When I first began watching the film, I thought it was going to be an interesting vision of disjunctive love. Adele’s first speech shows that she has an awkward relationship with sexual adventures, basically addressing her own nymphomania in a rather calm manner. The whole first scene is filtered through two important motifs: the black and white choice of color and the instrumental movements used in the soundtrack that more-often-than not add an additional layer to a scene’s meaning. These directorial techniques, specifically the black and white texture, place the film in a sort of vacuum. For some viewers, the combination of black-and-white tone (largely associated with age and older film-making) and subtitles stand together to challenge the audience. More and more as film-making moves forward two fields seem to be forming: those who believe a subtitled film is making them work too hard and those who believe true art should present that sort of challenge or requirement. I was surprised at the success of Tarantino’s Inglorious Bastards considering the amount of subtitles involved in the watching of it, but in reminding myself of his previous cinematic masterpieces, many otherwise unwilling viewers gave him the benefit of the doubt.
As far as the middle-eastern, often jazz-based soundtrack goes, there were so many instances where it enhanced the emotion of the scene. My favorite scene is probably one that wouldn’t normally be chosen if it wasn’t for the music’s aid. When they just get to the hotel room and Gabor refuses to give up a credit card to the door man, a track begins to play over the scene. Gabor has told Adele to use eye-shadow to convey a certain desperate quality in their knife performance, so as she puts some on in the mirror so does he at another corner of the room. Not only does this contribute to the idea of the androgynous entertainer but the scene also cuts into their entry into a circus-type environment. The middle-eastern tone is then equated with mystery and adventure as an elephant is introduced to the scene along with a fire-breather and sporadic instrument and vocal play within the song itself.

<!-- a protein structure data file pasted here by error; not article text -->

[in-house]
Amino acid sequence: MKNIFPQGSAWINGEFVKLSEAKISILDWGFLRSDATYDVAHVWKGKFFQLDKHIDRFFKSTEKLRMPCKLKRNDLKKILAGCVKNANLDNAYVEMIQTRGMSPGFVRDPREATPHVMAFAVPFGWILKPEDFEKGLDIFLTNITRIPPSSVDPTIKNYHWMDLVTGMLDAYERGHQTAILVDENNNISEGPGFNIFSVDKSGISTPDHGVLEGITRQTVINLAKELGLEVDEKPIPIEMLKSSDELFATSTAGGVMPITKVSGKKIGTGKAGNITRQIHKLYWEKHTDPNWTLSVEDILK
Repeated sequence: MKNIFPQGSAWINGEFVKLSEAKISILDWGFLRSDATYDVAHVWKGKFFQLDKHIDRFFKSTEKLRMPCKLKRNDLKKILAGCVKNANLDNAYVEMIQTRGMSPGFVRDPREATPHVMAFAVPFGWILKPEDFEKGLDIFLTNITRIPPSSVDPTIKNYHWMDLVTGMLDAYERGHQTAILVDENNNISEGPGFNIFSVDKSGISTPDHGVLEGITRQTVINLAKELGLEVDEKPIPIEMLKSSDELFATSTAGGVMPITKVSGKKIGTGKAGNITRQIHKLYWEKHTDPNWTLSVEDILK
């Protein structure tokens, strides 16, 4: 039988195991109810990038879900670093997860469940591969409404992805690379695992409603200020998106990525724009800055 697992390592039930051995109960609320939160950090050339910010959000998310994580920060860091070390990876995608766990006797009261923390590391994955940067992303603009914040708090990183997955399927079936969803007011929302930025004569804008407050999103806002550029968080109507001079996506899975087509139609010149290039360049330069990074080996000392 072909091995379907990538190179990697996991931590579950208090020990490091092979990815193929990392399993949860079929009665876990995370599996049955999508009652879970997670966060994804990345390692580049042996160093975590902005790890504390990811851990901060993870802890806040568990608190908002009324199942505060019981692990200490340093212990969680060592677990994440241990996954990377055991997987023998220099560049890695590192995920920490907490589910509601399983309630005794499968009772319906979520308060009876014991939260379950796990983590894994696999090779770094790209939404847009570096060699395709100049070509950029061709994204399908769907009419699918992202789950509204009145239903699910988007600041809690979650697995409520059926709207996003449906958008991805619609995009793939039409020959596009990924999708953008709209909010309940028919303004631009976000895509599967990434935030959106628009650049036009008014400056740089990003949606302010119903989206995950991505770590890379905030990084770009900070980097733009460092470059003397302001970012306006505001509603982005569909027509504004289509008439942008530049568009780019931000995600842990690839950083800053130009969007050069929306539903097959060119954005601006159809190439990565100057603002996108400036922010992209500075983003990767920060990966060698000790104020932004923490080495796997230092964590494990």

Another technique achieved through the use of black-and-white is a second dual-tone: the ability of the director to emphasize contrasting emotions with the black-and-white opposition. In this case, the plot’s dual-wielding of violence mixed with love and sexuality are the opposing conditions that mirror the black-and-white texture. While the film’s suspense and cutting, not to mention the director’s choice to posit the film in greyscale, lends to Hitchcock, the sexuality that centers itself in some scenes breaks up that tension. There is a very stylized scene in the latter half of the film that I wasn’t sure was reality or a dream by either Gabor or Adele. As the setting is very dark and only relieved by gaps in the boards behind Adele, it’s hard to tell whether the scene takes place in a mental landscape or on what mildly resembles a train-car. In the scene, exasperated breaths and focused eyes contribute to a sexual give-and-take between the protagonists. As Adele has knives thrown around her, she hangs from them rather lustfully and Gabor bites his lip a couple of times to symbolize his own desire. This isn’t an isolated incident in the film, and in many cases, Gabor’s character (played by Daniel Auteuil) seems to inhabit the role of observer/admirer.
The camera work of the film wasn’t particularly different from most films, catering to medium shots and close-ups to emphasize the two main characters. The few instances of long shot contributed to a greater connection to the setting, often used with sunsets or serene backdrops. However, the camera often stuck with the mood. When the plot was tense, the director utilized cutting techniques to create sharp suspense – again, very reminiscent of Hitchcock. The one instance of camera taking a risk was when Adele was tied to the spinning wheel and the camera rotated with her. The audience is given a feverish Gabor back-dropped by the on-screen audience watching the knife throwing and the camera is strapped to the wheel, rapidly doing a few 360 degree rotations. This and the many scenes filmed entirely for emotional purposes contribute to its Western “Art-House” entitling. Americans, largely used to blockbusters and relatively easy film-viewing experiences, aren’t often willing to take the next step in analyzing a film. Whether film reviews are some of the most popular reviews to date or not, some Americans are too quick to judge a film based on its trailer, director, or actors within. Furthermore, the black-and-white filming strikes a concern in many that the content is dated or boring. Color has come to be related with excitement, so taking the color out of a film has negative effects on some audiences. However, La Fille Sur le Pont stands as a great love story and example of cinematic art against its largely Western criticisms.